photo Robert Hill 

Pauline shouted at me to stop! I was just past Noanie’s party tent and hadn’t heard the count down or the hooter! Yay! I leaned forward and poke my marker peg into the ground for my final distance to be measured! 103.36 miles, bonus mission accomplished! 

Pauline walked me back to our tent, happily I managed to stave off the post race spew and faint. I had my camping mattress laid on the grass and for the first time in 24 hours I could stop moving and lie down! I didn’t move for what felt like ages.
photo Donald Macleod
Eventually I dragged myself up to sit, freshened up with a wet wipe round my face, a clean top on and I was a new woman… slight exaggeration, maybe just managing to function, we took our chairs over for the prize-giving, it was wonderful to see so many tired but content faces. Glenmore 24 is such a special event, we are so lucky to have a fantastic bunch of people give up their time so we can run to our hearts content. Thank you all for making this weekend phenomenal.  Magic happens at Glenmore. 

When I add up all my Glenmore races it sounds a bit mad, eight 24 hours races and a very special six hour in 2013, totalling 208 big laps, adding the wee laps I’ve covered  849.64 miles, that means I’ve done 17.64 miles in Benny Hill mode...that really is quite mad! 

Sunday, 21 July 2019

West Highland Way Race 2019

This year my training has ticked over nicely, no illness or injury, just consistently plodding along with a few races for my long runs, a flat tarmac 50km in Perth, a lumpy trail 50km in Kielder and the Fling, (I won’t mention the weather!) Sleep deprivation training in marshal mode at the Skye Trail Ultra (with lots more weather) which was followed by three weeks caffeine free, that signals the countdown is on, it’s tough giving up coffee but I think helps me focus and prepare for the race, a test of my determination and what lengths I’m willing to go to for success, then a week before the race I had a meeting with my crew and we were good to go.

9.30pm, Friday evening Ken, Sue and Pauline picked me up, I’d dropped off all my gear with Ken on Thursday so there was no faffing loading the car when they arrived. Heading over the Kincardine Bridge the sun was dipping behind the hills, the sky was a clear rosy-gold, the shepherds were delighted, me too, the weather was promising to be good.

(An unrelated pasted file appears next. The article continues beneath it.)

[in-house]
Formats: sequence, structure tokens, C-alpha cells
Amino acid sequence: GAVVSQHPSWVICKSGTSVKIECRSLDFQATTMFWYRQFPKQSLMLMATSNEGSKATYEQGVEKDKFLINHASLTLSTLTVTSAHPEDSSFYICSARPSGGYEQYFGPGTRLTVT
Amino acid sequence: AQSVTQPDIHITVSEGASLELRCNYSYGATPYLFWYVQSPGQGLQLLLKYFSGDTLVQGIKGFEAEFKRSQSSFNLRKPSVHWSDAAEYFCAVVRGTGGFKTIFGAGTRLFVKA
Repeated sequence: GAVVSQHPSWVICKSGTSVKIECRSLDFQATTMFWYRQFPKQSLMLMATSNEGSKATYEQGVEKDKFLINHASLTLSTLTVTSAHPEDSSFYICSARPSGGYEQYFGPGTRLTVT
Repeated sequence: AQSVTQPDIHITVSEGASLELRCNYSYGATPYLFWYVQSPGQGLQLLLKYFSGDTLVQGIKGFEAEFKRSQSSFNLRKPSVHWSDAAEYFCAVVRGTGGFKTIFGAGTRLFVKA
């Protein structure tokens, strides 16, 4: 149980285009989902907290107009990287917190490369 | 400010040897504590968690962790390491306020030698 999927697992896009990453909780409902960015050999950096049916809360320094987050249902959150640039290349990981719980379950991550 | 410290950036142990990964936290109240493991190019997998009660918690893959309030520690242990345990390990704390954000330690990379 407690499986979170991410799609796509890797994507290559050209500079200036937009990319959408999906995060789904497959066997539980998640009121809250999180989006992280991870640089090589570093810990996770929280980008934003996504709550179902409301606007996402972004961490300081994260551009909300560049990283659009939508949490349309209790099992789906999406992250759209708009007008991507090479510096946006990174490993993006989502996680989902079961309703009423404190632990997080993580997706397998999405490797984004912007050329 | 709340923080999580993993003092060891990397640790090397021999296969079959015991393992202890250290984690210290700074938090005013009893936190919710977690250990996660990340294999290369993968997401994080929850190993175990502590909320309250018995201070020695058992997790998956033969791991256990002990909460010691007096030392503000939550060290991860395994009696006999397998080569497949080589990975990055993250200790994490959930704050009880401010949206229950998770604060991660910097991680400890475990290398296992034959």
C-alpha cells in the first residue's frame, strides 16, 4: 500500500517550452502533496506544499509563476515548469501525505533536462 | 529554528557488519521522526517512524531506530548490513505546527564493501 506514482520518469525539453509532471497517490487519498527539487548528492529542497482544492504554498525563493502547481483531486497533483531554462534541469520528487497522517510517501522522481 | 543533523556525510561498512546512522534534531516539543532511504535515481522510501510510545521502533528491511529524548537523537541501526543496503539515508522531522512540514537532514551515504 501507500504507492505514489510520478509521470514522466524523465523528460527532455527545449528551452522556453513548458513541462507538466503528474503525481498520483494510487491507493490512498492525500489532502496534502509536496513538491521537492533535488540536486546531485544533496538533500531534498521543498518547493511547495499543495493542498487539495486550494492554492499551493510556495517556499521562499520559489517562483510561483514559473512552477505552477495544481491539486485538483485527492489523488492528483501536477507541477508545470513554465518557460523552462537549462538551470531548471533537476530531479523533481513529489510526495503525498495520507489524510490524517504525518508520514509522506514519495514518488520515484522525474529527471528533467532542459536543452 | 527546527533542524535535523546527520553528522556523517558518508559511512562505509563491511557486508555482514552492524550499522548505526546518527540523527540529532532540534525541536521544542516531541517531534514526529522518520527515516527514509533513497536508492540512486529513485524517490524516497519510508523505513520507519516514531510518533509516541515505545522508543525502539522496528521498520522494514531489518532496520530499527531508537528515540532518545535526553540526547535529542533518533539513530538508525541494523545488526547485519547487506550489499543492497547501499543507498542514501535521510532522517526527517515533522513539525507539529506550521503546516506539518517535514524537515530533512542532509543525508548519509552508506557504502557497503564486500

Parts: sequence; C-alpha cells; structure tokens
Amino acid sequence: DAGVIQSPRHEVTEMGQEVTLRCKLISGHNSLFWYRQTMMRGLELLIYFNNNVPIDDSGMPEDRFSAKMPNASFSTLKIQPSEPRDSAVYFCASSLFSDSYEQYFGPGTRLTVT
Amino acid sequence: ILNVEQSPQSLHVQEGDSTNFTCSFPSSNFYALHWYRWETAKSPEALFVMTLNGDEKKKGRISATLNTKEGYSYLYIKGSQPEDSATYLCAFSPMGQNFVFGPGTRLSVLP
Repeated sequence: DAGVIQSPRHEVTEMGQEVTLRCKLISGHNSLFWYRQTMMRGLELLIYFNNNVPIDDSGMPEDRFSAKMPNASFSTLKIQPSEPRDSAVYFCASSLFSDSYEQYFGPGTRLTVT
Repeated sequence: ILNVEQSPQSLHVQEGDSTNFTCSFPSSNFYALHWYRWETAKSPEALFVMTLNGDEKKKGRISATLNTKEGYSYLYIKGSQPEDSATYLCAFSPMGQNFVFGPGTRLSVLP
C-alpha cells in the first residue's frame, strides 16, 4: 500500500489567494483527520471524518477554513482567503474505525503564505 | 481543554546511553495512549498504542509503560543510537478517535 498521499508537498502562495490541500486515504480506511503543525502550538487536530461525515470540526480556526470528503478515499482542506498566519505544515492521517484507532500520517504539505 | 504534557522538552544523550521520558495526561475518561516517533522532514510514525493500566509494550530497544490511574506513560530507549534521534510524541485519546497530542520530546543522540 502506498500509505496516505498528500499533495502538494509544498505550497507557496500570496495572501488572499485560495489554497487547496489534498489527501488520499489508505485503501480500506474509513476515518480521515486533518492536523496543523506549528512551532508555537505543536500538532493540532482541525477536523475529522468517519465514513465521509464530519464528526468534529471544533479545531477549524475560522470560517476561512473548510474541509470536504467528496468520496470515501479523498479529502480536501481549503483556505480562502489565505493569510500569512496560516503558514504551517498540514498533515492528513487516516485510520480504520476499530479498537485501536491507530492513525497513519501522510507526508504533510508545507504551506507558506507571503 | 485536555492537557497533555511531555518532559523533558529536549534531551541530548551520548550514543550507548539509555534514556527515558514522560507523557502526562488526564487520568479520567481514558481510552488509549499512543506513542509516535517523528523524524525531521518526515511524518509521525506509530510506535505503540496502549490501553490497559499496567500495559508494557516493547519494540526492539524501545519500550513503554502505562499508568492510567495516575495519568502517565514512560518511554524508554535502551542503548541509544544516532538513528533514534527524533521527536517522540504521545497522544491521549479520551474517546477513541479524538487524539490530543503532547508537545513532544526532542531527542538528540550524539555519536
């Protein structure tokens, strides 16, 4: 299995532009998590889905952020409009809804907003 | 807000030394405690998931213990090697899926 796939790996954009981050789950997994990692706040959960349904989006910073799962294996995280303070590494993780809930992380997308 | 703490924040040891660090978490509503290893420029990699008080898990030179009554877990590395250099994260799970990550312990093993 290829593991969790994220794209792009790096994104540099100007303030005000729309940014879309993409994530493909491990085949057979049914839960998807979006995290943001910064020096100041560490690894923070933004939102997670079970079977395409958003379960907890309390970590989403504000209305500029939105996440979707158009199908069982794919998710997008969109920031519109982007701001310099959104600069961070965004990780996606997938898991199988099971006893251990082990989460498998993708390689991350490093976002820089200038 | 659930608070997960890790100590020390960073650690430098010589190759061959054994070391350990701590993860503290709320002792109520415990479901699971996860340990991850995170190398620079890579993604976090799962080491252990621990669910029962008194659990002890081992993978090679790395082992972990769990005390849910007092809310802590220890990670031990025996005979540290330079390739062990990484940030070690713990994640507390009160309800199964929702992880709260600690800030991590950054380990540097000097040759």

photo from Sue
We parked at Tesco, it’s the first time we’ve never got into the station car park, I’m not complaining, it just shows how much the race has grown since I first ran in 2003 when registration was inside the ticket office.  I tried to register in the shortest time possible but with loads of hugs and wee catch ups, I knew it would take it longer than planned but I was soon back to the car making last minute decisions on what to carry and what to wear. 

12.30am We are all gathered for the race briefing from Ian, then Sean’s “There will be weather” and medical information and just before the start there were poignant words from Adrain and a moments silence for the family we’ve lost this year, Tony Thistlewaite was sorely missed, he should've been standing here, aiming for his sixteenth goblet.

1.00am WOOOOHOOOO! We are on our way! (I don’t plan to write a then and now report but there may be a few reminiscences) another contrast from my early years. The support along the length of the street this year is fantastic! I had a big daft excited grin on my face when folk shouted my name, managing a few high fives until we turned down towards Mugdock, years ago support crews huddled round the steps just after the tunnel, then it was eerily quiet along the front of the shops occasionally encountering a few bemused locals heading home after a night out.  Jennifer and I stayed together for the first few miles, all uneventful until nearing the end of the path of a thousand gates, I managed to catch my toe and down I went, we were in a bit of a bunch and I was relieved that I wasn’t trampled, folk stopped and helped me up, I was fine, just a bit stoory and in need of a wee dust down, I’d adopted the starfish technique for breaking a fall, just a wee dunt evenly spread out between both knees, stomach and the heels of my hands on landing... being caught having a wee lie down was probably more embarrassing!  

My crew were in Drymen, I just picked up some custard and a fresh water bottle and plodded on, I switched my head torch off not long after, the sky was brightening with a few light clouds and the weather was promising to be kind.  I may have had a hand in making sure the weather was going to be lovely, on the Tuesday before the race I re-proofed my big, sturdy “see-me-through-a-tsunami/bomb-proof/serious weather” jacket and carried it from start to finish.